I checked again for a pulse.  This time I could feel nothing.

“Be sure, Riley.” I said to myself.  “Be very sure.”  And I waited just a little bit longer…and then I checked again.

Nothing.  The life of Tommy Clark was over…probably a nice, clean coronary…no questions would be asked.  Old people die all the time.

I reached for his gun lying on the table.  The barrel had cooled enough to pick it up and I gently removed Tommy’s fingers from the handle.

I put the gun in my purse and looked down at Tommy.

“Well.  You’re all dead now…aren’t you?” I said and then I smiled…just a little.

I turned to the window where the curtains were still swinging back and forth…letting in the cool air..

I could tell just by looking…they had probable not been cleaned for years.

I pulled a corner of the curtain to the side….

…and there was a neat, little hole right under the window sill…could be almost anything…could have been there for twenty years…or twenty seconds.

I let the curtain fall back into place…hiding that little hole as it fluttered in the breeze.

…and waved “slightly frantically” at our waitress…who was now heading to the kitchen.

I called out in my best “shaky, frightened old lady” voice…

“Can somebody help me, please?  I think we have a problem here…”

      THE END

“FIRST LOVE.”

By

Tina Nelson

You really can’t go back…can you?

They say you never forget your first love.  I didn’t.  But maybe I should have.  Sometimes when you play with fire, you get burned.

******

Prologue:

He stood across from me and I wondered why we were in this strange, smoky place with all these odd people milling aimlessly around murmuring words but not really saying anything.

He had his usual self-confident, self-assured smile on his face.  I loved that smile.  As he leaned toward me, perhaps to kiss me, someone in the suddenly silent room whispered for all to hear.  “She’s departed from her mind, you know.”

He hesitated then, tilting his head to the side, placing his hands lightly on my shoulders.

“I guess there will be no romancing tonight…”  His smile had disappeared from his face.

“Not me.  Not me,” I said softly.

Then he drew me to him, holding me so close…and safe…just like before…all those years ago.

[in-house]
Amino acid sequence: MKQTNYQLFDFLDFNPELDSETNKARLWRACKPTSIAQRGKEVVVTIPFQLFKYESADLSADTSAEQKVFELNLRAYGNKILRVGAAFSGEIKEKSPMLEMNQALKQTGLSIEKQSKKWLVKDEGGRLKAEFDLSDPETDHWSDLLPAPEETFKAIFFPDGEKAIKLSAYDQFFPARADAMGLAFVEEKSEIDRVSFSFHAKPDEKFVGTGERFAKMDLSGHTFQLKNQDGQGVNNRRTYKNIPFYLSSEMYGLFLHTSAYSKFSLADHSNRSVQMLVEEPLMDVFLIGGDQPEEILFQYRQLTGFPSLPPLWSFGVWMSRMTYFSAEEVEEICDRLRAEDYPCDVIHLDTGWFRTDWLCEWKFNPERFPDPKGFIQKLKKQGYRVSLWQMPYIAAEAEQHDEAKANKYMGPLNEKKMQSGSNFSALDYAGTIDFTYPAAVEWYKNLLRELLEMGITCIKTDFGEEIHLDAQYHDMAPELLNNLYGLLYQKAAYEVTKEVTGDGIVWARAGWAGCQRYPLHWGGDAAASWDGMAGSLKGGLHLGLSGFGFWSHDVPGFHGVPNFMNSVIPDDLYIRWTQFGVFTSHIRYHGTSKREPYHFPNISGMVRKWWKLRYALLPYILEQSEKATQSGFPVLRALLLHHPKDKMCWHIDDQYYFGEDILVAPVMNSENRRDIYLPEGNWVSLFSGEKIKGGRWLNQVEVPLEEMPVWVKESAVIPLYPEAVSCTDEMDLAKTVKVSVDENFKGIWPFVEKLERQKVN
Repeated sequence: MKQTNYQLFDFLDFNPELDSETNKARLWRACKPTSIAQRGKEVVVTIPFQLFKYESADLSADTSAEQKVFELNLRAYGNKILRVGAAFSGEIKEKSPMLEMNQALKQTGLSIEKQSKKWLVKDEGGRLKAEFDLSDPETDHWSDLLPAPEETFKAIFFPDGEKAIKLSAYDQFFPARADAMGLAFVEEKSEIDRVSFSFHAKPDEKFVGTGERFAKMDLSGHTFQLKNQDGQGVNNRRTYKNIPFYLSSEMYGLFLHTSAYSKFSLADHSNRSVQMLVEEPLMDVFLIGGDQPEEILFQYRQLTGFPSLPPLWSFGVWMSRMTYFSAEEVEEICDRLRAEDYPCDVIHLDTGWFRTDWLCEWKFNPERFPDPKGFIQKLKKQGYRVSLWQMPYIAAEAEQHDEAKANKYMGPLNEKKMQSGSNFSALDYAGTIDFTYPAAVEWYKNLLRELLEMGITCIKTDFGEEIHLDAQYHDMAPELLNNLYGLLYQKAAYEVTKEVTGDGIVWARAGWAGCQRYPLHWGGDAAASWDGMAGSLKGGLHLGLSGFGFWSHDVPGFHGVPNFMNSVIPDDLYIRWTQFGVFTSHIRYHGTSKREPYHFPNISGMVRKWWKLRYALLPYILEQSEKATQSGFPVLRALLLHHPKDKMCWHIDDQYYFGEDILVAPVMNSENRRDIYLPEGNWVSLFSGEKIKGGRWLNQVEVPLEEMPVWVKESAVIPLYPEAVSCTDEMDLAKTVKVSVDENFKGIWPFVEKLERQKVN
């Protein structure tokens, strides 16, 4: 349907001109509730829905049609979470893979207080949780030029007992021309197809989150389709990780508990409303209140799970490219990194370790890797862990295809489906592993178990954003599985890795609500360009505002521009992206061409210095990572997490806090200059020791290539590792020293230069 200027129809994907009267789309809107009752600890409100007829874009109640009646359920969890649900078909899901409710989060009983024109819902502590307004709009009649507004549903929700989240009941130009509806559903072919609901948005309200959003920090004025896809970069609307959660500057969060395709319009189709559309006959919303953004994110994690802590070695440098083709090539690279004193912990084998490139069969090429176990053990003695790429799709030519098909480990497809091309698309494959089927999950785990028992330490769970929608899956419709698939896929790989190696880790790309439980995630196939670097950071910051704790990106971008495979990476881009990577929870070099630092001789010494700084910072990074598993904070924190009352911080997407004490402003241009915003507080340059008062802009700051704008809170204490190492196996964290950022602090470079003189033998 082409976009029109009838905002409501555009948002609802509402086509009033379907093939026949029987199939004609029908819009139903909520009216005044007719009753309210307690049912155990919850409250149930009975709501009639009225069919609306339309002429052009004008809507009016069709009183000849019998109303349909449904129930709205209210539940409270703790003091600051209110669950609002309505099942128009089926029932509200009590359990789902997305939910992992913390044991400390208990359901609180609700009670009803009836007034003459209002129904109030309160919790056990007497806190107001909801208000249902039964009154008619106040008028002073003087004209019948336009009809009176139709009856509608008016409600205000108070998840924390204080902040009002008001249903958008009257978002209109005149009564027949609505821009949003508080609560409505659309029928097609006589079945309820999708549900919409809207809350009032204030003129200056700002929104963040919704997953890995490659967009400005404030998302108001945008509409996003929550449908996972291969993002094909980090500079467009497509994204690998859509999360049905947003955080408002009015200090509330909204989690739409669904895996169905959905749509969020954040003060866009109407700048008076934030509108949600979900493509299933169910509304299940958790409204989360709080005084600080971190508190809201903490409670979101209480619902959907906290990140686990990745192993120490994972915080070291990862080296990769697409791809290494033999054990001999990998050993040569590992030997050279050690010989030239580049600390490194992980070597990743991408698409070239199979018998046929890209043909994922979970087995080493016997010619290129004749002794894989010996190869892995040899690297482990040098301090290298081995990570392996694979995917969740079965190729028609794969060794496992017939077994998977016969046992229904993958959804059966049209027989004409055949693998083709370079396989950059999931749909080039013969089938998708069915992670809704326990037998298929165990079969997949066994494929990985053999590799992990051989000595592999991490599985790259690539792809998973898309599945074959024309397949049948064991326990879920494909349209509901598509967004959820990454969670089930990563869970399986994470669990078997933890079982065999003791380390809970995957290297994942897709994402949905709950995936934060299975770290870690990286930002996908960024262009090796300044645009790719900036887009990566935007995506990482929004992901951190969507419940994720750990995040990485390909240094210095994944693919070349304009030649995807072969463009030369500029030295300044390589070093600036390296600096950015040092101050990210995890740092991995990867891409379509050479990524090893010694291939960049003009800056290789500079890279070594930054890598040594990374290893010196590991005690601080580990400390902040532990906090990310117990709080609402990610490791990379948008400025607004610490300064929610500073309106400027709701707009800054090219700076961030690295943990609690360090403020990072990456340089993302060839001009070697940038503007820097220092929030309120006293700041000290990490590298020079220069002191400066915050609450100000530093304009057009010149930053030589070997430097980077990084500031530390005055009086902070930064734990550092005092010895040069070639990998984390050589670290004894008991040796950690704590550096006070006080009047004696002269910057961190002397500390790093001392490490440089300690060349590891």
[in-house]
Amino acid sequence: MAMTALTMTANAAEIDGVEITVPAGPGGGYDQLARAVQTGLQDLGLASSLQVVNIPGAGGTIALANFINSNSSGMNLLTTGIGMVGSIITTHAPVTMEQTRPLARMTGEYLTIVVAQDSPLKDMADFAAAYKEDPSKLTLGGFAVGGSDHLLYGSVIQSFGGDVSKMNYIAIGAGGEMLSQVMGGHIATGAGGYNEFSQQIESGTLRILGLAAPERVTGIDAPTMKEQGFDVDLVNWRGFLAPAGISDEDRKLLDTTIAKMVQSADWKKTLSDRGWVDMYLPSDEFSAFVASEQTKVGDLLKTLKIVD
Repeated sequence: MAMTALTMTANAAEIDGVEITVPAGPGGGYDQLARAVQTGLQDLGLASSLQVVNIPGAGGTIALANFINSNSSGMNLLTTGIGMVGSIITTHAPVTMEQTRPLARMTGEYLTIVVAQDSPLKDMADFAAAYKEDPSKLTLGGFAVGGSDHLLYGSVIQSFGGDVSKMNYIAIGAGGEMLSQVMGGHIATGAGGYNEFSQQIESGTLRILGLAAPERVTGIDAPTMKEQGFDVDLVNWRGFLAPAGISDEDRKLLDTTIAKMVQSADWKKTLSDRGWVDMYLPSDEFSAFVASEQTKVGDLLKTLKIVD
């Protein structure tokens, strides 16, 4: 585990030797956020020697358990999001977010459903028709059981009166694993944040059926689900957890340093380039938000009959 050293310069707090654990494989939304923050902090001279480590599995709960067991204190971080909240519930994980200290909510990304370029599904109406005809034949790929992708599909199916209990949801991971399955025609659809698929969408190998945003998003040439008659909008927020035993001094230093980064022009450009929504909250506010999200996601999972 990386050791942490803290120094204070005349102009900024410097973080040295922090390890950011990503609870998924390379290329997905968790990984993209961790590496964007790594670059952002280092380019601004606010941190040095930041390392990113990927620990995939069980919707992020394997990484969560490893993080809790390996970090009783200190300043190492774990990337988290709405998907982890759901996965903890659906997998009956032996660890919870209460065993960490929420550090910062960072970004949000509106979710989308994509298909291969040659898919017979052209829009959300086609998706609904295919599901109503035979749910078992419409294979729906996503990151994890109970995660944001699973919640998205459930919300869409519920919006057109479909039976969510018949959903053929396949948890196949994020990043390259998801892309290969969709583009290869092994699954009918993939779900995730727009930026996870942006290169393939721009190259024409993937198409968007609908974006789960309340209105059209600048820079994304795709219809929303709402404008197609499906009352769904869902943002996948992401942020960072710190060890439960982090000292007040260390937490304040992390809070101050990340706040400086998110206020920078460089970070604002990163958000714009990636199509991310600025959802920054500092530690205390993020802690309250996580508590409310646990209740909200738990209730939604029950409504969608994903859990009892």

“It’s not too late then?”  He asked with a wondering that lingered in the air.  His words brushing my ear so only I could hear.

“No,” I said quietly.  “I’ve dreamed about you for so long.  I thought I would never see you again.”

He pulled back a little, those dark eyes searching mine, and then…pausing slightly as he had always done…kissed me gently on my lips.

And then I woke up…cheeks wet with tears.

 

 

 

Chapter 1

A long time ago…

Go back to a Minnesota cold November day.  I am standing in the lunch line at Portland High School, waiting for my favorite hot lunch…roast turkey, stuffing and mashed potatoes…giggling not too loudly with my best friend, Melanie Taylor.  We were checking out all the cute, older boys surrounding us in line.

Mel and I had been best friends since 3rd grade and we had been looking forward to our entrance into 9th grade for every single moment of the whole, long, boring summer.

We were both fourteen and still too young for real summer jobs.  I wouldn’t turn fifteen until December.  Mel’s birthday was next week.

Baby sitting and walking back and forth to each other’s houses were the sum total of our summer.  We were gloriously tanned but impressively bored.

I hung out more at Mel’s house than she did at mine.  Unfortunately, it was neighborhood knowledge that my father Victor Jones drank too often and too much…that his beautiful wife, Kathy Jones deserved so much better and “Oh, that sweet, sweet Sam…it must be so hard for her.”

It was.

From age eleven on, I never knew a day when there wasn’t a lost, lonely feeling in the pit of my stomach and a thin veil of sadness around me that never quite lifted.

But that was about to change…